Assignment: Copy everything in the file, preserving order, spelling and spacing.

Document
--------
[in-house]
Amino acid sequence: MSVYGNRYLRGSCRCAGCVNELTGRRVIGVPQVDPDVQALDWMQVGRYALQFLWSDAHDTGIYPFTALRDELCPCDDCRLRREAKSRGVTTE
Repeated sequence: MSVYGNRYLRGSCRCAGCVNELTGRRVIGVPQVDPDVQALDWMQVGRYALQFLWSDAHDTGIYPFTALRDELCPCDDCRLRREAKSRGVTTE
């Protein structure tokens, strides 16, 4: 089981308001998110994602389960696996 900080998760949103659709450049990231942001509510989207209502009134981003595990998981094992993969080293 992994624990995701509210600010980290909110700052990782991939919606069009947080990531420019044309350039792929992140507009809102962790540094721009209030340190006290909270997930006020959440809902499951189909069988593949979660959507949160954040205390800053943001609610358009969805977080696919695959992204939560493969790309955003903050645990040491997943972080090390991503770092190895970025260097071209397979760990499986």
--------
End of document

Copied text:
[in-house]
Amino acid sequence: MSVYGNRYLRGSCRCAGCVNELTGRRVIGVPQVDPDVQALDWMQVGRYALQFLWSDAHDTGIYPFTALRDELCPCDDCRLRREAKSRGVTTE
Repeated sequence: MSVYGNRYLRGSCRCAGCVNELTGRRVIGVPQVDPDVQALDWMQVGRYALQFLWSDAHDTGIYPFTALRDELCPCDDCRLRREAKSRGVTTE
């Protein structure tokens, strides 16, 4: 089981308001998110994602389960696996 900080998760949103659709450049990231942001509510989207209502009134981003595990998981094992993969080293 992994624990995701509210600010980290909110700052990782991939919606069009947080990531420019044309350039792929992140507009809102962790540094721009209030340190006290909270997930006020959440809902499951189909069988593949979660959507949160954040205390800053943001609610358009969805977080696919695959992204939560493969790309955003903050645990040491997943972080090390991503770092190895970025260097071209397979760990499986």